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How To Pitch Your Novel

With only one Minute To Wow Them:

The Perfect Elevator Pitch For Your Novel

     The secret of the successful elevator pitch is to passionately convey the most powerful elements of your story in a short concise manner-get your audience so emotionally involved they will ask for more.

Why do you need to create an elevator pitch?

     Why? Because as the name implies, if you are lucky enough to find yourself sharing an elevator ride with a much sought after literary agent, chances are you will have no longer than the short time an elevator trip last to pitch your book.

When do you need to create your elevator pitch?

     When? You can write your pitch before, during or after you write your book. I find writing an elevator pitch to be one of the most challenging areas of writing. Some writers who wait until they have completed their novel feel that you cannot condense your book's theme or concise concept into sixty (60) words or less without the benefit of your completed project to work with.

     I like to write mine in the beginning, usually after I have a detailed outline to work from. The pitch is of course, subject to change as my writing progresses.

     If you take a look at Randy Ingermanson's very popular  Snowflake Method  for novel writing you will find that the first of his ten ten recommended steps is to write a one line summary of your novel that will  serve you forever as a ten second selling tool.

     Here are a few more key points from combined with some of my own.

  •           Keep it short, the shorter the better
  •           Don't use character names. It is better to say
                    " A Female Judge"
                    " A quirky and unconventional private investigator"
                    " A doctor on the run, falsely accused of killing his wife"
                    " A handicapped trapeze artist"

     I don't disagree with this, but I  find it difficult not to mention my protagonist by name. When my pitch is a two-liner, use of her name in the second sentence serves as a smooth transition.

  •          Tie the big picture & personal picture together. Which character has the most to lose in the        story? What does she want to win?
                    What does she need to accomplish & what obstacles will prevent her from doing this?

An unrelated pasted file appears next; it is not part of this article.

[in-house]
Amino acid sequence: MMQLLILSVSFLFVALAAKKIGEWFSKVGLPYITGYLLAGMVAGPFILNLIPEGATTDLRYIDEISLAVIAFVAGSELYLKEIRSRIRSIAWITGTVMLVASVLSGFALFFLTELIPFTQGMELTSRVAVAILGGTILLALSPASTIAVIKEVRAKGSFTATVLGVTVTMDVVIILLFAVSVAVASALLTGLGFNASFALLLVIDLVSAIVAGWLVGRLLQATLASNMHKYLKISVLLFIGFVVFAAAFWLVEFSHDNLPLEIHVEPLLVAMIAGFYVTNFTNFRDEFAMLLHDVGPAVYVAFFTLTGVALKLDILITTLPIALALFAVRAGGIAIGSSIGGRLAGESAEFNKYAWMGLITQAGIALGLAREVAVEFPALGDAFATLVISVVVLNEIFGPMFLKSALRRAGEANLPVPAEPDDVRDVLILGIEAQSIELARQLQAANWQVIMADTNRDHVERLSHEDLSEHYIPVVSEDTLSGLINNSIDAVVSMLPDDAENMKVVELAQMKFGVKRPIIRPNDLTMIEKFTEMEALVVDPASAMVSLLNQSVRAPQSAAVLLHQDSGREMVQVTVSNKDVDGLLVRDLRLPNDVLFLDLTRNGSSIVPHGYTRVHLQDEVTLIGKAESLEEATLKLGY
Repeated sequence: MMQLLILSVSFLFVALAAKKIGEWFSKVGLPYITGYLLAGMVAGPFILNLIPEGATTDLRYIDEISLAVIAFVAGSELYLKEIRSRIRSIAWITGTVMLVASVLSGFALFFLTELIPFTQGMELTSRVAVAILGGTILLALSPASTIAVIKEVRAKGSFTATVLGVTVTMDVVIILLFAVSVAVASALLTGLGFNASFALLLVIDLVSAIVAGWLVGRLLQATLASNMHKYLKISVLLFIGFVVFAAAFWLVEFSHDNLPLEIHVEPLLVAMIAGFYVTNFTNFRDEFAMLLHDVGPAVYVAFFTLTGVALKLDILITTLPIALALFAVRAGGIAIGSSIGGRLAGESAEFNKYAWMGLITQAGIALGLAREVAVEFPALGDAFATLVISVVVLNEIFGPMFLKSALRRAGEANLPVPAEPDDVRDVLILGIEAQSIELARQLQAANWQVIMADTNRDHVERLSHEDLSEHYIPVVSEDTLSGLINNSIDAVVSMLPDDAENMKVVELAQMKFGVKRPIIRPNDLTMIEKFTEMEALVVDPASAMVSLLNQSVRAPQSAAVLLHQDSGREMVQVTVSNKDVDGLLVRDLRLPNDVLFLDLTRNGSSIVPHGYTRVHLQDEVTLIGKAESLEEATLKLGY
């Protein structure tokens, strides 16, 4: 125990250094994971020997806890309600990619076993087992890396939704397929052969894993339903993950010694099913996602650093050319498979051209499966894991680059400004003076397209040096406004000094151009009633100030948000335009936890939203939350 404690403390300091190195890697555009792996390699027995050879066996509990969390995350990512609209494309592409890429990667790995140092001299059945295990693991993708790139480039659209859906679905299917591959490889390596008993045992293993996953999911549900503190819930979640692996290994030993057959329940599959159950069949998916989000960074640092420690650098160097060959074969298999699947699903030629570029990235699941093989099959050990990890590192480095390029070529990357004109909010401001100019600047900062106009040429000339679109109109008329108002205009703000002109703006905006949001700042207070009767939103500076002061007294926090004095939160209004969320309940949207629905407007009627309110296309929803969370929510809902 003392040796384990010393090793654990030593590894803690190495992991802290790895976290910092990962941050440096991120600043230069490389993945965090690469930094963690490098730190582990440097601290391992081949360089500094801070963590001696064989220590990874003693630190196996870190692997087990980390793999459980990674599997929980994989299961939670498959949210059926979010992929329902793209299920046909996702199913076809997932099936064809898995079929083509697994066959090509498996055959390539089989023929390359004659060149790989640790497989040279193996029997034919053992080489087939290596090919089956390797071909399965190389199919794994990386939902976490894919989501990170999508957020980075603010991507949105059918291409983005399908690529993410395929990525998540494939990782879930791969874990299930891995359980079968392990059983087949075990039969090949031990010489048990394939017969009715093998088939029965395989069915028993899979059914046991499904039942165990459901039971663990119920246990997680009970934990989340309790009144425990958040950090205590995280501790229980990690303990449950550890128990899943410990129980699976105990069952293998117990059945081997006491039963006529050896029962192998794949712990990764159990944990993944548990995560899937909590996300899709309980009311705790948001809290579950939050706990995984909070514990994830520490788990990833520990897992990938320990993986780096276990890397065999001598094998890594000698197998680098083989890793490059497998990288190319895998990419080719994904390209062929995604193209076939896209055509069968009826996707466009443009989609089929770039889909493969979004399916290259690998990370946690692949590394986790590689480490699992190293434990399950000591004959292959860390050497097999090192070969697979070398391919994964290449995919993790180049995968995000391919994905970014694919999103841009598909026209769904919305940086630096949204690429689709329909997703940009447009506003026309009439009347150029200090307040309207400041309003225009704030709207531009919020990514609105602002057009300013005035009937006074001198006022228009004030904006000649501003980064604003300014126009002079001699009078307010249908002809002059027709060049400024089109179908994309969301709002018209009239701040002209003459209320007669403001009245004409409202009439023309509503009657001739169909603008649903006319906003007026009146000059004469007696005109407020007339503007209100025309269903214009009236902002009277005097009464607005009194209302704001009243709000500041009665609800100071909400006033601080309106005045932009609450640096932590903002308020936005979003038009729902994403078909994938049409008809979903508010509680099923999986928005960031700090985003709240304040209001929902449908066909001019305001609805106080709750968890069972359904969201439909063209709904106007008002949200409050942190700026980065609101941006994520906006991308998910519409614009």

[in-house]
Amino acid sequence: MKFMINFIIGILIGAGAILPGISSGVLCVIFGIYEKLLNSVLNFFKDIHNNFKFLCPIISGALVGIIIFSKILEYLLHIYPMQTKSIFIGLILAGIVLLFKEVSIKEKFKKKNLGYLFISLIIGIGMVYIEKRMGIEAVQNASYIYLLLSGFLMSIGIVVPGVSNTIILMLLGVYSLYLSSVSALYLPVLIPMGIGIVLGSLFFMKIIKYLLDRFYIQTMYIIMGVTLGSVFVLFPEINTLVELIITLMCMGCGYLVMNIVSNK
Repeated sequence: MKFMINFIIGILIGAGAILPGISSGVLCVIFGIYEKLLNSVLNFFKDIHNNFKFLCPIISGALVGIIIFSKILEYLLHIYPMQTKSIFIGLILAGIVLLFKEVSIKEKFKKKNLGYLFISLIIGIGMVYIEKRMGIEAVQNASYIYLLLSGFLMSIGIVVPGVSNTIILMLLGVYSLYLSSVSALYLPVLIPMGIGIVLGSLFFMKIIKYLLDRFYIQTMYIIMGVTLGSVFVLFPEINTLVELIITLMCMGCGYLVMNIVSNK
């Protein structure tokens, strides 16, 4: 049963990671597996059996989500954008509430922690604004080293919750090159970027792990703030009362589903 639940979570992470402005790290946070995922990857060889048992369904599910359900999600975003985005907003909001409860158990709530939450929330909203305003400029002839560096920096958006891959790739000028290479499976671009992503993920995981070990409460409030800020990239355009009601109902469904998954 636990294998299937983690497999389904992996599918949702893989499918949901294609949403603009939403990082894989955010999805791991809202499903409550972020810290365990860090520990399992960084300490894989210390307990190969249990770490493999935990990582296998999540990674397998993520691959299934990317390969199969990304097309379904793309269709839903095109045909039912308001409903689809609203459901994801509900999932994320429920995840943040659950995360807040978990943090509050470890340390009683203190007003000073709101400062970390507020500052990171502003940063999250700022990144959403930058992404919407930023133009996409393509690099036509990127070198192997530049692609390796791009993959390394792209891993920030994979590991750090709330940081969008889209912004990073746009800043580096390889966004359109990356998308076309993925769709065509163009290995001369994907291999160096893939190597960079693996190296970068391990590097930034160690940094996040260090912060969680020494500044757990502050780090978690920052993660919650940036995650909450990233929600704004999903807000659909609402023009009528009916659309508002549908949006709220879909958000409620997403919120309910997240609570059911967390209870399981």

Cami at has an excellent and informative article on the subject titled The 50-Word Elevator Pitch. Cami, expounded on Randy Ingermanson's Snowflake Method explaining how every story has (5) major elements to consider while writing your elevator pitch.

  1.      Character
  2.      Situation- Why your character is forced to act
  3.      Objective- Your character's desire
  4.      Opponent- Your antagonist directly opposes your protagonist
  5.      Disaster-    Climax- The point when all seems lost- It seems unlikely protagonist will achieve   her goal.

     For another example of a pitch written with Cami's five elements as a template of sorts, visit published author, Hilari Bell and read her post, Scoring In The Elevator.

     What I like most about Hilari's blog is her down to earth practical advice- which is that advice from someone who struggles with the pitch process can often be of more use than advice that comes easily and naturally. 

     Here is another snippet of valuable information I found on Hilari's website. 

     "Don't try to do it all by yourself."   

    Hilari gives examples of her pitches before and after kicking them around with a group of other writers. She stresses how we are too close to our own story to know what we can leave out.

    Your pitch is essentially a brief plot synopsis usually one or two sentences designed to so intrigue your listener that he will want to hear more. You have about 30 seconds, 60 seconds top, to grab him, hook him & pique his interest.  Easy enough. Right? No, it's not.

     A pitch that serves its intended purpose -landing an agent and ultimately getting you a book deal is an art that requires skill and practice. You must master the art & skill required to pack the important and intriguing details of your 80,000 + word novel into 60 or less, short words.

    But if you cannot do it, chances are an agent is not likely to believe that you can deliver a salable book.

    Hilari Bell has an e-book on this subject that is packed full of useful information and examples. You can purchase it for only $2.99 and any of her many other writer-related books at 

     In Summary:

  •      Open Strong
  •      Include the stakes involved
  •     Tell what is unique or special about your story
  •     Short & Concise
  •     Don't be too wordy, too vague or too flowery

For more information on good elevator pitches

The Dreaded Pitch  - Query Tracker provides several examples of the elevator pitch including the winning pitch from the query tracker blog contest.   

Techniques of the Selling Writer by Dwight V. Swain

When do you write your elevator pitch? Do you have any tips or tricks you would like to share?



DEZMOND said...

it should grip you like a movie trailer ;)

Lynda R Young as Elle Cardy said...

If it's possible, elevator pitches are best when they are written early because they help the author keep the general idea of the book in mind when writing it.
Great tips and links.

Melissa Sugar said...

I absolutely agree, Dezmond

Melissa Sugar said...

Thank you, Lydia. I am glad to have you back. I have been driving myself nuts trying to find all of my favorite blogs I follow. All was lost when my blog content disappeared.

Sarah Tokeley said...

I won a competition to have a query letter critiqued. I think my letter was actually a slightly longer version of an elevator pitch :-)

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